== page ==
What Defines Head of Household in Florida?

Whether filing taxes or challenging a garnishment judgment, claiming head of household status in Florida provides numerous benefits. In addition to receiving the federal Earned Income Tax credit, Florida residents who claim head of household are exempt from wage garnishment. However, head of household is not an automatically endowed status; you must fulfill certain eligibility requirements to qualify.


Household Contributions

In a multiple income family, only one family member may claim head of household, according to the Florida House of Representatives website. Even though you may be the principal wage earner in your home, this doesn't necessarily mean you are the head of household. According to the Florida Bar, residents who provide more than 50 percent of the financial support for qualifying dependents, such as their children or certain relatives, are deemed the head of household. However, Florida doesn't have a formal procedure for granting head of household status. In most instances you must supply proof of your income, assets and expenses to establish eligibility, Florida asset protection attorney, Jonathan Alper says.


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Qualifying Dependents

Florida, like most states, follows the Internal Revenue Service's definition of qualifying dependents when determining head of household status. A household member must have the same primary address, be under the age of 19 -- or 24 if a full-time student -- at the end of the tax year and provide less half of his own financial support to be a qualifying dependent. Additionally, you may only claim your natural children or adopted children, stepchildren, foster children, siblings, step-siblings or a descendant of any of these other relatives. Your spouse and other relatives usually do not qualify as a dependents, but if they are totally disabled and depend on you for the majority of their financial support, you may be able to include them as a qualifying dependent.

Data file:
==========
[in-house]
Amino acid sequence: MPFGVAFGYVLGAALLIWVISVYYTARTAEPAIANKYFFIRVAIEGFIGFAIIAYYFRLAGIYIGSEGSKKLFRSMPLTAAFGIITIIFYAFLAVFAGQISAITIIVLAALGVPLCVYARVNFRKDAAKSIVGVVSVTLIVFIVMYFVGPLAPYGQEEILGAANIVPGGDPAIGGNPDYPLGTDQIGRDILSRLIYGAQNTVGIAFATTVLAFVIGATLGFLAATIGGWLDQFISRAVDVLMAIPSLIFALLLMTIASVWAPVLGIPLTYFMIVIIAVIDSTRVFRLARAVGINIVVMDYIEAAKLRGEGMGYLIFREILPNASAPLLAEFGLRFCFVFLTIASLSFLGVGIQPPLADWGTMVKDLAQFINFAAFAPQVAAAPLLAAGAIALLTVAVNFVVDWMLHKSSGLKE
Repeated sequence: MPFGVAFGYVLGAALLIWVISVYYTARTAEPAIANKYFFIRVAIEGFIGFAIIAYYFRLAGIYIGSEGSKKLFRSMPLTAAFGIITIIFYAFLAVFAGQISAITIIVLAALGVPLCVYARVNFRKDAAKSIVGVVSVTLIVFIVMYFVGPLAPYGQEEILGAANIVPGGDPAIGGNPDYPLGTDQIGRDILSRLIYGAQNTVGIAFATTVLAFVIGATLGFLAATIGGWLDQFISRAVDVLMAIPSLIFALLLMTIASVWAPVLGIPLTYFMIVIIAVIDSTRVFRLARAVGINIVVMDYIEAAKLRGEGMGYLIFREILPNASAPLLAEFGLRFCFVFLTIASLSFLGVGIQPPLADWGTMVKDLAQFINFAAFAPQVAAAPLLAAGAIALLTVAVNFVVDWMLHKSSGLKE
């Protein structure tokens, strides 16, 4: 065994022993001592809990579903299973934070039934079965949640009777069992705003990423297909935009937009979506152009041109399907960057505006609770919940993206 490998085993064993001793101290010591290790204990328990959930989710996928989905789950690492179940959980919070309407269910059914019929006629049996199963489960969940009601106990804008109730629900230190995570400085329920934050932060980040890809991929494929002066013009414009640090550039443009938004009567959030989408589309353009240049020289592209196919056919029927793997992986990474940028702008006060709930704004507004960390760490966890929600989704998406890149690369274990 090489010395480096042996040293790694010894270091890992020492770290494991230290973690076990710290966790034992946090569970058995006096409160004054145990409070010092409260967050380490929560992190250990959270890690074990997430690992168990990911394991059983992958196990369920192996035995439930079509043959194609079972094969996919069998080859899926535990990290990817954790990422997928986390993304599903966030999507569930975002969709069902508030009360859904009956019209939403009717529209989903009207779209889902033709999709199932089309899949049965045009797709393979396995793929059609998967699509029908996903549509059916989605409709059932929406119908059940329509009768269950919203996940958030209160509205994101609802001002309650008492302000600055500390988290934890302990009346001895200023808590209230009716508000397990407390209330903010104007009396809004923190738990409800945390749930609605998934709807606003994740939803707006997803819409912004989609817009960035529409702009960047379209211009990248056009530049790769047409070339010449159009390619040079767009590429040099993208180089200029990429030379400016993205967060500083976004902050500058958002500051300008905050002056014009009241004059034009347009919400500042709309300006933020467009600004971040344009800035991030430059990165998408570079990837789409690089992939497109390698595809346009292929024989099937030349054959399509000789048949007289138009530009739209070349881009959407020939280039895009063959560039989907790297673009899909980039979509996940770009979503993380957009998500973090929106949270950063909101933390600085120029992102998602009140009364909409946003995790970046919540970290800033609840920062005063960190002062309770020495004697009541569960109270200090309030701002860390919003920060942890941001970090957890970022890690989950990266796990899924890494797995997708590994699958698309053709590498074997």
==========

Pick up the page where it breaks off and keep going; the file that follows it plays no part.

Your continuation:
Wage Garnishment

Florida's Title XV Homestead and Exemptions statute prevents creditors from garnishing wages of residents who qualify for head of household status. If you meet the head of household requirements and make less than $750 a week, your net disposable income is exempt from collection. If you meet the head of household requirements and earn more than $750 a week, your net disposable income is subject to garnishment only if you submit a written agreement. When facing wage garnishment, you must file a head of household affidavit with the court to declare head of household status and claim the subsequent exemptions.



When applying for state assistance programs, such as food stamps, the program board will appoint the principal wage earner or the program applicant as the head of household, regardless of who is the primary contributor of financial support for qualifying dependents in the household.



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